The four Mahavakyas are
- Prajnanam Brahma (Consciousness is the Ultimate Reality).
- Tat Tvam Asi (Thou Art That)
- Ayam Atma Brahma (The Self is Ultimate Reality), and
- Aham Brahma Asmi (I am the Ultimate Reality).
According to Guru Gita, Prajnanam Brahma in Sanskrit is Upadesa Vakya or a statement of instruction.
Tat Tvam Asi is Adesa Vakya or command statement.
Ayam Atma Brahma is Abhyasa Vakya or Practice statement.
Aham Brahmasmi is Anubhava Vakya or statement of experience.
Hence we should understand the meaning of Mahavakyas in this context.
It is better understood as ‘I am the ultimate reality of the existence’. It should be understood as a statement of experience.
The statement has come out from experience. Hence it should be realized only through experience, not by lecture, explanation, or guidance.
Aham Brahmasmi Quotes
The first occurrence of the Mahavakya is found in Brihadaranyaka Upanishad 1.4.10. It reads:-
This self was indeed Brahman in the beginning. It knew itself only as “I am Absolute Reality.” Therefore it became all. And whoever among the gods had this enlightenment, also became That Brahman.
It is the same with the seers (rishis), the same with men. The seer Vamadeva, having realized this Self is That, came to know: “I was Manu and the sun.”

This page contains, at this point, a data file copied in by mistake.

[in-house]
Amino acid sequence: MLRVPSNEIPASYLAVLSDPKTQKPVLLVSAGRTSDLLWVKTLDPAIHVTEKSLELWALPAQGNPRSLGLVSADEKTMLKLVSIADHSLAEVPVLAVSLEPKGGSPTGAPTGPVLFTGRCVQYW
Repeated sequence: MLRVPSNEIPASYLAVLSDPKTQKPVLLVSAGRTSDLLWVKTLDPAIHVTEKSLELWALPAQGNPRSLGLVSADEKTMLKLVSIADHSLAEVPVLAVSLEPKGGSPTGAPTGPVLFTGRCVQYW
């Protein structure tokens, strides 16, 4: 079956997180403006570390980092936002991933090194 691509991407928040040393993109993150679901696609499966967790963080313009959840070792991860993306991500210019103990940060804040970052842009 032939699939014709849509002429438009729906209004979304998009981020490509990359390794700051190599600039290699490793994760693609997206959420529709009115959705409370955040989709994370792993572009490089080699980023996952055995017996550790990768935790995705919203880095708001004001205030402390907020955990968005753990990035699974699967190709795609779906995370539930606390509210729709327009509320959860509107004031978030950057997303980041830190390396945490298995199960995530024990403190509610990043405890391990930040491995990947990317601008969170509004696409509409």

And to this day, whoever in a like manner knows the Self as I am the Absolute Reality of Existence becomes all this universe. Even the Gods cannot prevent his becoming this, for he has become their Self.– Translation of Adi Sankara’s commentary by Madhavananda
Aham Brahmasmi in Advaita Philosophy
Basic tenets of Advaita Philosophy
Advaita means non-duality. It is one of the philosophies of Vedanta which describes the oneness of the reality of the existence: Brahman that is eternal, formless, and beyond delusion.
According to Advaita philosophy, only Brahman is real, the world is a delusion. Atman is Brahman only. This is the core concept of Advaita Vedanta.
Brahma Satyam, Jagan Mithya, Jivo Brahmaiva Na Parah,Anena Vedyam Sacchatstram iti Vedanta dindimah.
Brahman is real. The world is a delusion. Atman is nothing but Brahman. It is the perfect philosophy as declared by the Vedanta. –Brahma Jnanavali Mala, Adi Sankara.